Feelings: The Model-Brooke Castillo
This is the third of a five-part series where we are breaking down The Model. Each of the five builds on one another. So if you haven't yet already, go back and check out the posts in this order:
All right, let's get into it!
Quick Recap of The Model
Okay so let's do a quick review of The Model so far. We have Circumstances, which are just existing in the world. Then we have Thoughts about those Circumstances, which give them meaning. Then those Thoughts we have cause our Feelings.
What is a Feeling?
Simply put, a feeling is a vibration in your body caused by a thought. Feeling is another word for emotion.
Feelings don't include involuntary physical sensations such as body temperature, illness, fight or flight mode, hunger, and physical pain. These are involuntary responses hardwired into our primitive brain that have helped keep the human race in existence and protect us from predators.
For example, you don't need to have the conscious thought "I ate bad sushi" to feel sick. Your body just senses that you have food poisoning, and then creates the physical sensation for you to feel ill so you stop eating and get the bad food out of your system.
Another example: You're walking through your home and someone jumps out out behind the door with a mask on. You don't have a conscious thought prior like "Oh no, a scary monster is attacking me" and then you feel scared, scream, and jump back. No, instead your brain skips past the conscious thinking part of the step and goes straight to "DANGER, activate fight or flight mode!". Once you realize that the person who jumped out of the door is just your husband playing a prank and that there is no real threat, you then may have the conscious thought, "Oh, it was just my husband pulling a prank". As a result of that thought, you then start to calm down because that thought caused you to feel relief. If we're taking a look at The Model, feelings would go right under thoughts.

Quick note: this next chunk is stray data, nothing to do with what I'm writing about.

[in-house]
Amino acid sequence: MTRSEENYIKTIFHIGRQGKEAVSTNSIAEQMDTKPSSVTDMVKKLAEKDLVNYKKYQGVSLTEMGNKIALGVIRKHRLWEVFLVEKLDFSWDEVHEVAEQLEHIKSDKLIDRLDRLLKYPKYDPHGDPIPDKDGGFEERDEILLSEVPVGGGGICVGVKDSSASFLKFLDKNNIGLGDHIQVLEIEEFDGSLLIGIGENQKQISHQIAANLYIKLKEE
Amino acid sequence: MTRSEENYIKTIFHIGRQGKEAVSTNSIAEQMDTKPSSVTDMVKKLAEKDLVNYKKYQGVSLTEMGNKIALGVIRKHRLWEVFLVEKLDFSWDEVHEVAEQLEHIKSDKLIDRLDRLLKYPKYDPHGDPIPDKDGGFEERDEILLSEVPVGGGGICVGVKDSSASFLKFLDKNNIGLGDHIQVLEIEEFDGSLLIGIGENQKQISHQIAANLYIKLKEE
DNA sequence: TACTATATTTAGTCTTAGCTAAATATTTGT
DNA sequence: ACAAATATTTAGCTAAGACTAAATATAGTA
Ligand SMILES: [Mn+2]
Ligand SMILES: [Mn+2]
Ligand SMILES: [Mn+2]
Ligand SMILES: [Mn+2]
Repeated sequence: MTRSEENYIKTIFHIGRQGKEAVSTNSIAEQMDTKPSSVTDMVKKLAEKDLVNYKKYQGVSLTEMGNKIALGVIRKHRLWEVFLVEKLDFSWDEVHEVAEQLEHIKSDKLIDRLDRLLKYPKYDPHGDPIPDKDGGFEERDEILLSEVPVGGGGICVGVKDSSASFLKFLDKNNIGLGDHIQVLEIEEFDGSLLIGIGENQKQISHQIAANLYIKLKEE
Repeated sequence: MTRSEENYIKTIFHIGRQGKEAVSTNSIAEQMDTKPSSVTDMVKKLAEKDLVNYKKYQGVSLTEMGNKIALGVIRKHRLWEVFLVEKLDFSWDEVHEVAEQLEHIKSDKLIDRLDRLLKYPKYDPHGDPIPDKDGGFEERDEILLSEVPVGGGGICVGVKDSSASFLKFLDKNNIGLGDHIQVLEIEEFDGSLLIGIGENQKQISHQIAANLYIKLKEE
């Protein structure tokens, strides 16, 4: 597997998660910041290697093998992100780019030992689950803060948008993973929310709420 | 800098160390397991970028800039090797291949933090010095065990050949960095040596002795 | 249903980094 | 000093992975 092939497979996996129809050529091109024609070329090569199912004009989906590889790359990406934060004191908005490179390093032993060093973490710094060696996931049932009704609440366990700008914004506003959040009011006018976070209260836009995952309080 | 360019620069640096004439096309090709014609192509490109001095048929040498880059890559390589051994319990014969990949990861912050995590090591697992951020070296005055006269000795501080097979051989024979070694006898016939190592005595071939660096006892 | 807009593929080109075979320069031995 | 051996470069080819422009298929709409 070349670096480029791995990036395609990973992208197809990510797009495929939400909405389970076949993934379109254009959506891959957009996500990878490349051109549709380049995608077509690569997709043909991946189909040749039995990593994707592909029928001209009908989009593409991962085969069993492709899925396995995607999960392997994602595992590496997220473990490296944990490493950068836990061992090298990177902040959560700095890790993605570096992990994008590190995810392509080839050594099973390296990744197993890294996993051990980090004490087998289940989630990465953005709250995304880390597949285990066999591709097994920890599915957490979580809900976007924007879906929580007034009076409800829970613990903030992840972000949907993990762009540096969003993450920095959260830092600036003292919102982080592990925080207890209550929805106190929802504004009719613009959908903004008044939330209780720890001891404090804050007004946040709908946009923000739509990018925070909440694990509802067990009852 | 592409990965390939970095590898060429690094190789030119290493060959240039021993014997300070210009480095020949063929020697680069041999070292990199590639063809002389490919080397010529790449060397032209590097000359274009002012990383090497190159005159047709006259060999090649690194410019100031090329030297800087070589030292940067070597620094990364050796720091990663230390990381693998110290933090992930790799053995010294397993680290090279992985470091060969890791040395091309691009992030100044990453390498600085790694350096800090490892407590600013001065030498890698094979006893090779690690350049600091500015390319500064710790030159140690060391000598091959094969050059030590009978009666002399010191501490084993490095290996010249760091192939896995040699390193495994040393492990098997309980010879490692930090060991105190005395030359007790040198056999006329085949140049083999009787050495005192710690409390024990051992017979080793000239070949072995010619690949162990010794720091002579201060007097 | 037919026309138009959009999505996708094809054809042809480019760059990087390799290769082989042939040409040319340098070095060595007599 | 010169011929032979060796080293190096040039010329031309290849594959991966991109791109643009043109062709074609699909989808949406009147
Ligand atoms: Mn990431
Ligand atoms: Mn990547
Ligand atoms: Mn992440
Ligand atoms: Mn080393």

Some Examples of Feelings Are:
P.S. Here's a great feelings list you can check out.
Building Awareness of Your Feelings
Most people know when they are happy versus sad. Or excited versus angry. But why? Sometimes we don't even have a good understanding of what feelings FEEL like. So when we don't have practice at feeling or identifying our emotions, we just know we don't like it and want to get away from it as quickly as possible. But, it's important to not be afraid of feelings and instead just understand and allow them.
Feelings are personal to everyone, meaning people experience emotions in different ways.
What does anxiety feel like to you in your body? For me it feels like fast energy everywhere in my body, a buzzing in my head, and tingly electricity in my arms and legs.
What does relaxed feel like to you in your body? For me my body feels lightweight, warm, and steady.